Today is day six – we’re nearing the end of this blogging mini-marathon! The topic is…
Bring the fortune and life of a past finished project up to the present. Document the current state and use of an object you have knitted or crocheted, whether it is the hat your sister wears to school almost every day, or a pair of socks you wore until they were full of holes. Or maybe that jumper that your did just didn’t like that much…
In pre-Ravelry days (did such a thing exist??) I knit a lot more scarves than I do now. I was still a little uncomfortable with knitting garments, and being a college student limited my yarn budget quite a bit. A long rectangle was a safe, cheap project, and I usually had a scarf on the needles at all times.
Most of those plain ol’ rectangles have been packed away in a cedar chest since I learned how to knit more complex lace shawls and scarves. They saw a lot of use in their day, though, so I decided to check back in with my old friends.
Scarf # 1 is a simple feather and fan stitch. The yarn was a Christmas gift from my cool aunt (she’s only 10 years old than me, and I have always wanted to be her! She used to let me hang out in her room and listen to hair metal. Now she plays mandolin and travels around to bluegrass festivals. Plus? She gives me yarny gifts. Everyone should have such an aunt) and it’s a burnt orange acrylic that was supposed to mimic mohair. I remember it shedding like crazy as I knit, and it’s still really fuzzy. It’s actually almost “felted” in a way; the yarn is all mashed down and blurry-looking where the scarf has gotten some wear and tear.
Would I still wear this one? Sure, why not? The color is pretty, and it would be nice for a crisp fall day.
Scarf # 2, oh, gosh, I loved knitting it so much! It’s the only handspun I’ve ever knit with, actually. It’s a thick and thin wool, pretty rustic, and is dyed a nice purpley blue. I bought it from a booth at the Lexington Farmer’s Market when I was in school at the University of Kentucky. I lived by myself in a teeeeeny 400 square foot studio apartment, and so I was often looking to get out of there and into the world where I had more breathing room. Most Saturday mornings, I walked the mile or so downtown and strolled up and down the farmer’s market street, dodging giant strollers and oblivious people who stopped to chat in the middle of the sidewalk.When I spotted a booth selling handspun yarn and fiber (and despite my best Googling, I’m unable to find the name of the farm/spinner) I was powerless to resist. It was around 200 yards for $12, which seemed dear at the time but now I think it was actually a great bargain!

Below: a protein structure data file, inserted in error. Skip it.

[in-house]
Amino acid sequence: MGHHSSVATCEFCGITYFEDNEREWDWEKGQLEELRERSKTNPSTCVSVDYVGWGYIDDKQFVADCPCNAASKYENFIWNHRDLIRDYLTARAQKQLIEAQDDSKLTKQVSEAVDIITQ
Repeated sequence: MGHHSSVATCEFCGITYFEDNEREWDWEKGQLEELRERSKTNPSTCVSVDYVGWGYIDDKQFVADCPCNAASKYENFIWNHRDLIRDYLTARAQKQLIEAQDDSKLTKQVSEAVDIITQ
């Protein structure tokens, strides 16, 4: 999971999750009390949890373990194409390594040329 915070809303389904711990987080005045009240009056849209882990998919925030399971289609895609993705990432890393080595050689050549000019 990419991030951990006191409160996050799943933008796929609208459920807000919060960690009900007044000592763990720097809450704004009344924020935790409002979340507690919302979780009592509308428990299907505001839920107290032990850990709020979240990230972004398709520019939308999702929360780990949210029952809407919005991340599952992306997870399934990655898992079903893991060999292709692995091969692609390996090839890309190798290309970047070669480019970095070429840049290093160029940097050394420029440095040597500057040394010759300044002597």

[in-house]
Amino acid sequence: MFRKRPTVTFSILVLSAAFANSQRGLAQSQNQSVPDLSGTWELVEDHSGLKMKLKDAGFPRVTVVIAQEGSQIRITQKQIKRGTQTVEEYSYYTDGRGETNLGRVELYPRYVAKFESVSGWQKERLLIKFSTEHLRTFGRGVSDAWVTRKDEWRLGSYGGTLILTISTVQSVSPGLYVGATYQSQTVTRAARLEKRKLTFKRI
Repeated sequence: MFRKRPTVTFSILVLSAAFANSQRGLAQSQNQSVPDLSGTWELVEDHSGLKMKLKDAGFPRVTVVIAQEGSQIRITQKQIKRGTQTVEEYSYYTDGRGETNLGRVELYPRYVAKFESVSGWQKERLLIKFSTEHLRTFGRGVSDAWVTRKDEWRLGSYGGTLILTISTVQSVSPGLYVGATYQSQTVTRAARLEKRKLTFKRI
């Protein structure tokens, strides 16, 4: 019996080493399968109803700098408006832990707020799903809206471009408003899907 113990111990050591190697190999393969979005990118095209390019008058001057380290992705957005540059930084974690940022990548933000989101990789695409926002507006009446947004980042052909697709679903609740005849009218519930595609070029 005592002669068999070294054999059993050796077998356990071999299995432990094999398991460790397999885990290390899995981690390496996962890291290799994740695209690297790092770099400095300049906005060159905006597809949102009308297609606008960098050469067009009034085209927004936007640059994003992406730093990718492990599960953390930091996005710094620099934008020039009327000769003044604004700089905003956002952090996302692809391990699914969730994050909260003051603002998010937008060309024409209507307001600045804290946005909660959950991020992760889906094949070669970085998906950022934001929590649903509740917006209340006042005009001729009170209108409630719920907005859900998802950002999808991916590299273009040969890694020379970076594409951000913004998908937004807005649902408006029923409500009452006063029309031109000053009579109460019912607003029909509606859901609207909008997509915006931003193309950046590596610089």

Sidebar: What is it that makes investigating a farmer’s market completely on your own so nice? In fact, I did just that this morning. It’s especially great if you wake up early and get there at opening hour like I managed to do today. Most people are there in pairs or little groups or with children, and I like the freedom of being able to bob and weave from booth to booth without worrying about someone else keeping up. You’re utterly able to indulge your own whims, and can choose to buy whatever kind of lettuce you want.
Ahem. What was I talking about here? Oh, yes. Scarves.
I would certainly still wear this one. It’s chunky and uneven and I love it!
Scarf # 3 is, poor thing, my least favorite of the three. I went through this phase of knitting commissioned scarves for my mom’s friends and coworkers. And, man, did those ladies love novelty yarns. I flat out refuse to knit with just those yarns by themselves, so I knit their scarves using a strand of eyelash or fun fur yarn held together on alternating rows with Lion Brand Chunky. This was a sample I knit for myself, in the least-objectionable color of eyelash yarn I could find. It’s actually super, super soft and snuggly, and not as ugly as some of the ones I was commissioned to make.
Would I wear this now? Er….probably not. If I didn’t have any other scarves handy, I wouldn’t be embarrassed to grab this one. You can see, though, it has some loops starting to come loose, and I have so many lovelier handknit things to choose from now. I’m afraid this guy is going back into the bottom of the cedar chest.
Thanks for coming along with me as I dove into my stash of old scarves! It was so much fun to revisit these, and remember the yarns I used and where I was in my life when I knit them.
(Click here to read other bloggers’ take on this topic! I also want to say thanks so much to everyone who has commented so far. I love the conversations that this week has sparked!)